A new clinic for the mountainside community building back after the Nepal earthquake

تم النشر: 19 أبريل 2016 9:02 CET

By Phil Johnstone, IFRC

“Health is wealth. If our health is poor we can’t contribute to our community and our families,” says Chandra Prasad Shatyal.

Chandra’s home village of Lagarche, in Nepal’s Sindhupalchowk district, had a problem.

The 2015 25 April earthquake that took 26 lives in Lagarche also badly damaged the health post in the village, which perches on a steep hillside at 1,350 metres, five hours’ drive from Kathmandu.

When the quake struck, health post staff were vaccinating children while upstairs a local charity was running a training event for 30 women.

“Everyone was scared and ran to their homes,” recalls Amrit Dhital, the facility’s manager at the time. “One woman had left her three young children in her home, and she returned to find they had all been killed.”

“My strongest memory of that first week after the quake was the shock. Families were separated. Our main water supply source was gone. There was no communication. People were crying and shouting. Our health post was cracked and not safe to use.”

The next week was spent administering first aid and sending the injured to hospitals in Kathmandu and elsewhere. A tent served as a temporary clinic after 10 days, but a bad storm blew it over. 

“So we had no tent and an unsafe building. At that point the management committee and I started talking about how we could get a new health clinic,” says Amrit.

The clinic was critical to the health and wellbeing of Lagarche’s 3,500 residents. It was a 24-hour birthing facility, offered outpatient, immunization and family planning programmes and a myriad of other basic yet essential health services for an isolated community.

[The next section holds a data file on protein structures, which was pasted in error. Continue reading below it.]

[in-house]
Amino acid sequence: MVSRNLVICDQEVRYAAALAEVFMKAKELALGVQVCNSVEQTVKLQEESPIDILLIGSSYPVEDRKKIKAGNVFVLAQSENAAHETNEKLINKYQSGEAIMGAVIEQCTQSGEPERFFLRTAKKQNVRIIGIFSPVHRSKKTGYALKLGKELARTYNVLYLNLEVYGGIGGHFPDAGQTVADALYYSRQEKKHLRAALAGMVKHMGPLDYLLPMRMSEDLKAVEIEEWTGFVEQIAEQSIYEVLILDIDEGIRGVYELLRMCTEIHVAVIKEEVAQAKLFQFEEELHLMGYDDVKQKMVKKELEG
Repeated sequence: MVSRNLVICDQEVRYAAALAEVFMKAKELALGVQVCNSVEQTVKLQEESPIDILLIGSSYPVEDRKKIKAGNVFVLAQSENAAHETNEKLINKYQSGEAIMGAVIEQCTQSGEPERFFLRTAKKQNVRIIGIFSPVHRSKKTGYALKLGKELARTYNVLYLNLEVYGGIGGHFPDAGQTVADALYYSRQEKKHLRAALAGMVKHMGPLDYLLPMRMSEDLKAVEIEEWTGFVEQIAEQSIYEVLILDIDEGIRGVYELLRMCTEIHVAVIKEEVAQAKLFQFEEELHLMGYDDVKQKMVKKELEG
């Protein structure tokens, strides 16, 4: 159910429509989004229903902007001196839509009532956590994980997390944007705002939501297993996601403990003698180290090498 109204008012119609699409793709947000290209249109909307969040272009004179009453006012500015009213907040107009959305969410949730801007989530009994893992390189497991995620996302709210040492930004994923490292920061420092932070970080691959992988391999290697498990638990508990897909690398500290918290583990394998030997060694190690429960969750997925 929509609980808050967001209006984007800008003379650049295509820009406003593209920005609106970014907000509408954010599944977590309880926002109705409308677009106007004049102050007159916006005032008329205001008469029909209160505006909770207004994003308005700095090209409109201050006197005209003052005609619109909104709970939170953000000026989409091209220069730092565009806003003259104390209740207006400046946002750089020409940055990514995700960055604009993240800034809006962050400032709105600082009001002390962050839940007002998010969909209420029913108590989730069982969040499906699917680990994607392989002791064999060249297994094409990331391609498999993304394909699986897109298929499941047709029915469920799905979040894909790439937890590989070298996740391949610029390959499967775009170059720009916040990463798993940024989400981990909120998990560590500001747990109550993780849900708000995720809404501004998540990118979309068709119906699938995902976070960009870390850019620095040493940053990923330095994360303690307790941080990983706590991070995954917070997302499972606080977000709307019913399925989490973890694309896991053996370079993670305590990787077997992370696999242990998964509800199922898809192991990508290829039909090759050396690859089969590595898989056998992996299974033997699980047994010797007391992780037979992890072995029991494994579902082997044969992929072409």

The earthquake also disrupted water supplies and sanitation systems – limiting the provision of services and dramatically increasing the risk of disease and other health-related problems in Nepal, where people’s health was already fragile, with high maternal and infant mortality rates, and widespread, chronic malnutrition.

In July the Nepal Red Cross supported by the Japanese Red Cross announced it would work with the community to replace the facility.  

“When we heard the project was confirmed, we felt like someone who gets a glass of water when they are very thirsty,” recalls Chandra Prasad Shatyal, who is on the health post committee.

“We were so happy. This facility is very important to us.”

“Before the contractors arrived, we gathered the community and worked together to level the site,” recalls Chandra Prasad Shatyal. “It was hard work but we made it ready for the foundations.  We also negotiated with the contractor to have some community members work as day laborers.”

When the health post manager Amrit Dhital moved to a new government position in Kathmandu at the end of 2015, he knew the Lagarche community would continue to push to make the health post a reality.  

“They have always remained positive and engaged. The people are always worrying about the quality of the work. Every day they come and look and monitor the work.”

Amrit’s replacement as health post manager, Rupa KC, was previously a social worker in Nepal’s private health sector. Along with her three colleagues, she can’t wait for the expected late-April opening of Lagarche’s new clinic.

“It’s possible the first baby born in our new health post will be given a Japanese name,” she says with a smile. “The community thinks so kindly about the Japanese people because of what the Red Cross is doing. And for me, being new to the public health sector, I am looking forward to my work here. It’s special to be a woman doing this job for the community.

Lagarche is one of 28 earthquake-affected communities where the Nepal Red Cross is partnering to rehabilitate and equip health facilities and leverage its legacy in community-based health and first aid.

In addition the Red Cross will build a semi-permanent hospital in Dhunche (Rasuwa district), to provide essential health services until the government can build a permanent structure. Contributions to the health posts and hospital will include ensuring they have suitable equipment and training in community-based first aid, trauma care, anaesthesia, maternal and new born care, clinical skills, epidemic control and psychosocial support.